"I shall not scold you, little Franz. You are punished enough now. Every day you have said to yourself, "I have plenty of time. I will learn my lessons tomorrow." Now you see what has happened."
  Then he began to talk to us about the French language, saying that it was the most beautiful tongue in the world, and that we must keep it among us and never forget it.
  Finally he took the grammar and read us the lesson. I was surprised to see how well I understood. Everything seemed easy. I believed, too, that I had never listened so attentively; and it almost seemed as if the good man were trying to teach us all he knew at this last lesson.
  When the lesson in grammar was over we began our writing. For that day the master had prepared some cards on which were written, "Alsace, France; Alsace, France."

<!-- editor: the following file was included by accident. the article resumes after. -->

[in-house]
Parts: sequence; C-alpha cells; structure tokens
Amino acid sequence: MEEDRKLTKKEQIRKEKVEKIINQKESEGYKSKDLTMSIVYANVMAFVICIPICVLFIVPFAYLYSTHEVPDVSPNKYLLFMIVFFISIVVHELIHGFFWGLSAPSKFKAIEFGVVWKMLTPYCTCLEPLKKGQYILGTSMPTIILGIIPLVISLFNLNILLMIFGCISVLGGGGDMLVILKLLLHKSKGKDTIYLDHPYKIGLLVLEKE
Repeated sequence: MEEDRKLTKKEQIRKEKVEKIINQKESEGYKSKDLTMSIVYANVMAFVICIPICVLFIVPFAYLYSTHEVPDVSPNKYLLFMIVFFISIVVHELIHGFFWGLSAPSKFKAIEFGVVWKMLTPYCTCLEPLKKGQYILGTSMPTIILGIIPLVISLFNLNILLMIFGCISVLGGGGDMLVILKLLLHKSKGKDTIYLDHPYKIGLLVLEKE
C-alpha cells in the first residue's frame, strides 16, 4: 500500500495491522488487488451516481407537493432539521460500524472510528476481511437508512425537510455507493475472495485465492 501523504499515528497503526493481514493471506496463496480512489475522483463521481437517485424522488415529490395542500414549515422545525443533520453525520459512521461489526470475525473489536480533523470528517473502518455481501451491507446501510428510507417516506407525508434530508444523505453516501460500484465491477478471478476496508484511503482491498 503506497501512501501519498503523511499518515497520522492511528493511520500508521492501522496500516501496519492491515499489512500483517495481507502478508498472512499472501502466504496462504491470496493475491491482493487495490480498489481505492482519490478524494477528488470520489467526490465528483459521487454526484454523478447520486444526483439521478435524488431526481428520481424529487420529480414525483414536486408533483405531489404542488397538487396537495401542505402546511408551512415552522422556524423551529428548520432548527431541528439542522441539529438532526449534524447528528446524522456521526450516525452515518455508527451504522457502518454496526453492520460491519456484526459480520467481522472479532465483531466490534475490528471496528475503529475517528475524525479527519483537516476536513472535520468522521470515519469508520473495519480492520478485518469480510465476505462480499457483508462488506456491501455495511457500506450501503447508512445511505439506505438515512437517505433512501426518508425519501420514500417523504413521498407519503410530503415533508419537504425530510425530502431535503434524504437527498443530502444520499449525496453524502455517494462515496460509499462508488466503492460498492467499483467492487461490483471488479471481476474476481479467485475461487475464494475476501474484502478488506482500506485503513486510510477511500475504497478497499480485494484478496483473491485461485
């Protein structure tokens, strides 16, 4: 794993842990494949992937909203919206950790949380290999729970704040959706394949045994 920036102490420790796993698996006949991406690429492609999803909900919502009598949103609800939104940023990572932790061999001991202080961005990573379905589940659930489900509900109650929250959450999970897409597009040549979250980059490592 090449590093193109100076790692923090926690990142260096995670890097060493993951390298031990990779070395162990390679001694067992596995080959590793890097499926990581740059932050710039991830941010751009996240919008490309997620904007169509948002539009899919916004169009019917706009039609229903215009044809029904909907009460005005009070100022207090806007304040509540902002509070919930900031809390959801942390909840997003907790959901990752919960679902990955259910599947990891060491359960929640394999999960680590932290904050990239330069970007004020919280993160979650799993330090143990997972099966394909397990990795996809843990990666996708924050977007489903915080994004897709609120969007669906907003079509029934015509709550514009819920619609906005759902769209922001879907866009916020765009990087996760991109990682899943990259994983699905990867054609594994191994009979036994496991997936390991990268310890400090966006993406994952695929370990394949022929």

They seemed like so many little flags dotted about the schoolroom. How we worked! Nothing was heard but the voice of the master and the scratching of pens on paper. There was no time for play now. On the roof of the schoolhouse some pigeons were softly cooing, and I said to myself, "Will they, too, be obliged to sing in German?"
  From time to time, when I looked up from my page, I saw the master looking about him as if he wished to impress upon his mind everything in the room.
  After writing, we had a history lesson. Next, the little ones recited in concert their "Ba, be, bi, bo, bu".
  Oh, I shall always remember that last lesson!
  Suddenly the church clock struck twelve. The master rose from his chair. "My friends," said he, "my friends, ... I ... I ..."
   But something choked him; he could not finish the sentence. He returned to the blackboard, took a piece of chalk, and wrote in large letters, "VIVE LA FRANCE."